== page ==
Dog Laws In Alabama

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If a previously friendly dog injures someone on its owner’s property, the owner will be held liable. But if a previously friendly dog injures someone in a public place, the owner may not be held liable. Many jurisdictions in Alabama have leash laws, which could make a previously friendly dog’s owner liable for damages if the owner failed to comply with the leash law or other applicable local rules or ordinances.

People injured by previously friendly dogs may only recover actual damages for such as lost wages and injury-related medical bills. They may not recover for pain and suffering. Where it can be proven that an owner was aware of a dog’s aggressiveness and the owner’s negligence caused the injuries, the injured person can recover non-economic damages, such as pain and suffering. In certain egregious cases, punitive damages may also be recovered.

Alabama law allows recovery for dog bites and other types of injuries, such as being knocked to the ground.


In Alabama, the statute of limitations is 2 years from the date of injury. This means you must file a lawsuit against the owner/keeper of the dog within that time, or you will be forever time barred from pursuing a case.


AL Code § 3-1-3 and AL Code § 3-6-1

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The information provided on this website is for general informational purposes only.  The information on this site is not legal advice, and no attorney-client relationship is formed through the use of this website.  Laws relating to dog injuries can, and do, change.  To learn your legal rights, contact The Snow Law Firm, or contact a licensed and experienced attorney in your state.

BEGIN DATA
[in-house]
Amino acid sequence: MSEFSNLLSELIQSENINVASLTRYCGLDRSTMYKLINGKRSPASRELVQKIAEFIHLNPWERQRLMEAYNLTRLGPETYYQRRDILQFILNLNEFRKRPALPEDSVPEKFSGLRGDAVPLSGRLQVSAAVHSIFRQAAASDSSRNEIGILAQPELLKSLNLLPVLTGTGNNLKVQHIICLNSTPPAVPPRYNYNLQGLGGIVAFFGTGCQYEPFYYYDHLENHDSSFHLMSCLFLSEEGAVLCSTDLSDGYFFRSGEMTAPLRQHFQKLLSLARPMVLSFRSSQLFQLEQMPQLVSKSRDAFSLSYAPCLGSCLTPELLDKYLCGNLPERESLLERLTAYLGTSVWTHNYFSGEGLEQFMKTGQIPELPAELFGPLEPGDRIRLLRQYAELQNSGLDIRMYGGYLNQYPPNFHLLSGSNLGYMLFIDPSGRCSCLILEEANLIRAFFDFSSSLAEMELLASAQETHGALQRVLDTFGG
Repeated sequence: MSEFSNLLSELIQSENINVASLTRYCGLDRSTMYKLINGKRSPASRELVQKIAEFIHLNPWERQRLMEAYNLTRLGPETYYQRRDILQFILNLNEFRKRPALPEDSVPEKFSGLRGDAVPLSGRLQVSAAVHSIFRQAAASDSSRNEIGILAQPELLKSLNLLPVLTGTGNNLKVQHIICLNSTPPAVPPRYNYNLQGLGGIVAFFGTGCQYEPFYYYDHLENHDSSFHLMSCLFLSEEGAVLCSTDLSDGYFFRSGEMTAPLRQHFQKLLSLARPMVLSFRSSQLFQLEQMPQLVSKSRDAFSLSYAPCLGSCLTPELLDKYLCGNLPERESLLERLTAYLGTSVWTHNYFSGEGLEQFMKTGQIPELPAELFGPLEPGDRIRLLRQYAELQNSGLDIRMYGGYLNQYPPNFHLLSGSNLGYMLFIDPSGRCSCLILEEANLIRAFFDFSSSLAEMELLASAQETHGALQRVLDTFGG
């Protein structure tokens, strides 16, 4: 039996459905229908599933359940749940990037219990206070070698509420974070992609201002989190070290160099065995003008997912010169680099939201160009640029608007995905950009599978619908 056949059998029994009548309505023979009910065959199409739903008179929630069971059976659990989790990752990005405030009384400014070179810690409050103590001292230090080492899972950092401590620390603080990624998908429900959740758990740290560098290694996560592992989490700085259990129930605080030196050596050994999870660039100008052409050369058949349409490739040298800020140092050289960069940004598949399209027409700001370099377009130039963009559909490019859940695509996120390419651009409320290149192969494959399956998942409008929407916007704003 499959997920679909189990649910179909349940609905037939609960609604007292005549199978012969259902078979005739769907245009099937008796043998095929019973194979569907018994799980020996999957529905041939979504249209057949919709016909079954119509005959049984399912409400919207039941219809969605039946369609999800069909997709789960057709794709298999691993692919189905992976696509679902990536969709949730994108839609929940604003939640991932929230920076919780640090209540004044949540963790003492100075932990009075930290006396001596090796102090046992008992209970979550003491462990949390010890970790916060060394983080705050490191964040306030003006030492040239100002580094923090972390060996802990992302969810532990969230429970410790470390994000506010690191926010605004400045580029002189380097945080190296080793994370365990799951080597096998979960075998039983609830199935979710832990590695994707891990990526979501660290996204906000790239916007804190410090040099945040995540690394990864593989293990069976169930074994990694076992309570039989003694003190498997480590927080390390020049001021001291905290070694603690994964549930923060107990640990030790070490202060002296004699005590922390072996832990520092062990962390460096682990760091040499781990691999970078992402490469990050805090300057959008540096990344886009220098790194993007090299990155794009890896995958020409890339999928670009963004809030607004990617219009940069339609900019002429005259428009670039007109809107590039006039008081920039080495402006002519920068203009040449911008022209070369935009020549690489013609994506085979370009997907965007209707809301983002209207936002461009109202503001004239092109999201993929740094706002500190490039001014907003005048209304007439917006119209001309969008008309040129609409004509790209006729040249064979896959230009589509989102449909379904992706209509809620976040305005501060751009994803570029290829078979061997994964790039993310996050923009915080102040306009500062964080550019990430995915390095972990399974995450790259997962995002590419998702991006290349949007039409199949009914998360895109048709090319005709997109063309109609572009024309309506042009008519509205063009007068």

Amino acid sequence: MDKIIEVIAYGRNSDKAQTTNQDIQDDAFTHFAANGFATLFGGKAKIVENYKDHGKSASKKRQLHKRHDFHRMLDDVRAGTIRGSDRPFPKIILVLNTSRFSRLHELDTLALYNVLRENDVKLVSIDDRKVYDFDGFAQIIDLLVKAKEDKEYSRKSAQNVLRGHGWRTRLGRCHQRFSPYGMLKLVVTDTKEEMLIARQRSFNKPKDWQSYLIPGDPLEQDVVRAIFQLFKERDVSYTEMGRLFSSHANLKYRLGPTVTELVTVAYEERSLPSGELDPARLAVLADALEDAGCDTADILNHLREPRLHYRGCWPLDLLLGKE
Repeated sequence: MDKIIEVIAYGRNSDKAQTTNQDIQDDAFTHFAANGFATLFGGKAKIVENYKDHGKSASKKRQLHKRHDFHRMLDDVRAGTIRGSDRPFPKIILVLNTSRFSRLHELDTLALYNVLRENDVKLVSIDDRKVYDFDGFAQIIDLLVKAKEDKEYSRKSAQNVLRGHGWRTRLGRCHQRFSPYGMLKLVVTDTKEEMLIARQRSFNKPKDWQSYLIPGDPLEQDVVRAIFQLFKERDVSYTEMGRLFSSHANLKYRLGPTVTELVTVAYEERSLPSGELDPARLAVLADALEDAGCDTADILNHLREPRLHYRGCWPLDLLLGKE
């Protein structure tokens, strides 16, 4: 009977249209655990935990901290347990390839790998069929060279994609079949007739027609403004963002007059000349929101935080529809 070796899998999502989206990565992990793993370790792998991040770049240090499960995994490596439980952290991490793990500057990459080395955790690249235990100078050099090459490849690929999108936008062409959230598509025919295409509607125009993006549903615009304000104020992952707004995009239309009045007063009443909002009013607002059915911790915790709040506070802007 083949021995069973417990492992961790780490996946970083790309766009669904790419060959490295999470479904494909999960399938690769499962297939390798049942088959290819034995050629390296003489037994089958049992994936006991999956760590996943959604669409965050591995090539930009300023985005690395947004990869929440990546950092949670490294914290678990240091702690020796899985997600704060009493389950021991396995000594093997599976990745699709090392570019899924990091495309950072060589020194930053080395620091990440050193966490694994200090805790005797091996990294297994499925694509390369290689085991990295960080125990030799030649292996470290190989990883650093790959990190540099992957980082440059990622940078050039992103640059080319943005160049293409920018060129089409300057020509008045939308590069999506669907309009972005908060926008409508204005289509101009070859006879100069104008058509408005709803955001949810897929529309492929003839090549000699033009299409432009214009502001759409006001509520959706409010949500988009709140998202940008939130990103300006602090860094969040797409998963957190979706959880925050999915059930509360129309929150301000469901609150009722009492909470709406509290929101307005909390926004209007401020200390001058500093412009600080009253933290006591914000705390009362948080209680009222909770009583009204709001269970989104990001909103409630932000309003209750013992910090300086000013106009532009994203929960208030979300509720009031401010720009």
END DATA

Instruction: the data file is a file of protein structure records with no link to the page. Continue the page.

In most states, when a minor is bitten or injured by a dog, the statute of limitation period does not begin to run until the minor reaches the age of 18.  Thus, for example, if an 11-year-old child is bitten or injured by a dog in a state that has a 3 year statute of limitation period within which to file a lawsuit, they will have three years from the date they turn 18 years of age, and would thus have to file a lawsuit before they turn 21 years of age.  In most instances, however, it is recommended that a parent or guardian bring a claim for a dog bite or injury claim on behalf of a minor child before waiting for the injured child to turn 18.


Some states limit the type of damages that a person bitten or injured by a dog can recover.  In most states, however, a person who is bitten or injured by a dog can recover damages that include medical expenses, future medical expenses, lost wages, loss of earnings capacity, physical pain and mental suffering, scarring, permanency of injury, periods of total and/or partial disability and loss of spousal consortium.